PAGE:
Toronto picks 9th and they will need to address their lack of backcourt power, probably by taking Demar DeRozan. A real slasher, he should fit nicely with Calderon and compliment the Raptors frontline perfectly.

Ramon Sessions’ contract demands will likely lead the Bucks to draft a PG in the shape of Jonny Flynn.

If Rubio pulls out then everything will change, with Jennings the one to benefit.

If he stays in the draft and Memphis or Oklahoma call his bluff, the landscape will change all over again.

It’s all on Rubio.


Good Times in Los Angeles: Lakers Survive Nuggets, Clippers Get Lucky

May 20, 2009
Jennings is Flashy

Jennings is Flashy

by Jack Maidment

One night. Two major stories.

Firstly, the LA Lakers recovered from an early hole to take game 1 of the Western Conference Finals against a Denver Nuggets team which threatened to steal home court all night long on the back of a lights out shooting performance from Carmelo Anthony.

Secondly, LA’s ‘Other Team’, the Clippers, lucked out and obtained the right to pick first in the eagerly anticipated NBA Draft.

Both events promised shocks and surprises and neither disappointed.

For the most part the Lakers were out played by a fired up Denver team who raced out to an early lead before the Lake Show’s bench dragged themselves back into it.

To be honest I’m not sure how Denver lost this game and George Karl’s face told the story at the final buzzer as his side ended the game 2 points down thanks to a Trevor Ariza steal, Kobe Bryant’s 4th quarter scoring outburst and Derek Fisher’s series of crucial big shots.

But lose they did and despite the hit that their playoff momentum took last night, at least the Nuggets know they can take this Laker team to the edge. A sweep this will not be.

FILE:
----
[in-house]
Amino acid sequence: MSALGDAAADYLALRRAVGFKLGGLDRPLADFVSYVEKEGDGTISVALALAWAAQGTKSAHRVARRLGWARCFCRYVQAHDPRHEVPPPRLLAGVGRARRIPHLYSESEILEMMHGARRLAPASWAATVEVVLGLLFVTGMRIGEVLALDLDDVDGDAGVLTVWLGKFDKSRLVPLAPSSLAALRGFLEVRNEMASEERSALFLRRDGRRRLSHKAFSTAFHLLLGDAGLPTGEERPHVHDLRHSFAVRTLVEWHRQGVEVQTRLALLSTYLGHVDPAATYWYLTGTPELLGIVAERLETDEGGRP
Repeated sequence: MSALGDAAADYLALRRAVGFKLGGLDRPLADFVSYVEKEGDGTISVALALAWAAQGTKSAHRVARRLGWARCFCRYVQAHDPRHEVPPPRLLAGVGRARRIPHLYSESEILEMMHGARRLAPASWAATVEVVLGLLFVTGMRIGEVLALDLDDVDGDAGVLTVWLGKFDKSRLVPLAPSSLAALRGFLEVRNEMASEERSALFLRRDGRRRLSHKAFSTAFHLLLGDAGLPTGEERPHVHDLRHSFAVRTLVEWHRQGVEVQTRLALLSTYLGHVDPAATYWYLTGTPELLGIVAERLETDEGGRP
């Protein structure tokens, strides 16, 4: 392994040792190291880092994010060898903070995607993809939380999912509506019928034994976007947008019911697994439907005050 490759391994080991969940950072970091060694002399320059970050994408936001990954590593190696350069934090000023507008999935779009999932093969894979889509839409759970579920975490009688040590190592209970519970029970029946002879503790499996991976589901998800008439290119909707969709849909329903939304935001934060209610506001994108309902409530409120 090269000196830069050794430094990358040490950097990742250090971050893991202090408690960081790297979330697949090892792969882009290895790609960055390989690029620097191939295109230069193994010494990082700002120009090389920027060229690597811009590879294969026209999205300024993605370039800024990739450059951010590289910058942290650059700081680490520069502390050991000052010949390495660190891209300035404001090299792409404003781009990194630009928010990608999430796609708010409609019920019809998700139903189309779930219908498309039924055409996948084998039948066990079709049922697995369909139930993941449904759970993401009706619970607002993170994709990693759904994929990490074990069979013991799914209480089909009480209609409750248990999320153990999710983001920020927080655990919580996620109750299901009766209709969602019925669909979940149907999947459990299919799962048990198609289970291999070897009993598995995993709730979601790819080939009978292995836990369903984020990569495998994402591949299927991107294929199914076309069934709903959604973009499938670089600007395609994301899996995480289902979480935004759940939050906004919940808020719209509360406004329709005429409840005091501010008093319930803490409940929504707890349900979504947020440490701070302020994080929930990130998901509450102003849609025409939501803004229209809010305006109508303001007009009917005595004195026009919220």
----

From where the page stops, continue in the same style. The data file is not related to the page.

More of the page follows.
The other half of LA joined the victory celebrations as the Clippers snatched the number 1 pick from the other hopefuls.

Hope for the re-birth of a long moribund franchise has been rekindled as the Clips won the Blake Griffin Sweepstakes.

The speculation now focuses on how the ‘Craziest Franchise in the League™’ can go about ruining the opportunity that chance has bestowed upon them.

It would not be a surprise to wake up and discover that the Clips had traded their first pick for a pack of magic beans. Or Tracy McGrady.

But, sanity prevailing, the Los Angeles Clippers will take Blake Griffin, adding character and ferocity in the paint.

The only other consensus top picks are center Hasheem Thabeet out of Connecticut and Ricky Rubio the Spanish wunderkind point guard.

Barring a spectacular workout by any other prospect, these two will go 2 and 3 with the Memphis Grizzlies likely to take Rubio second given his talent set and the apparent incompatibility of Thabeet with Marc Gasol.

Memphis promises to be a much improved team next year with a nice core of young, exciting players: Ricky Rubio, Rudy Gay, Marc Gasol, OJ Mayo. Now that is the definition of promise and potential.

The Oklahoma City Thunder will also rapidly improve after their 3rd pick likely takes the 7-3 Thabeet to bolster its front court with a shot blocking and athletic big man.

Based on starting point, the Thunder should become the new Portland, blessed with young players all of whom have tremendous upsides. Russell Westbrook, Kevin Durant, the hugely underated Jeff Green and Hasheem Thabeet? Yes please.

Outside of Griffin, Rubio and Thabeet, the lottery gets vastly more difficult to call with teams reliant on workouts to determine their guy. However, the player snapping at the top 3 is surely Brandon Jennings, arguably the most exciting player in the draft.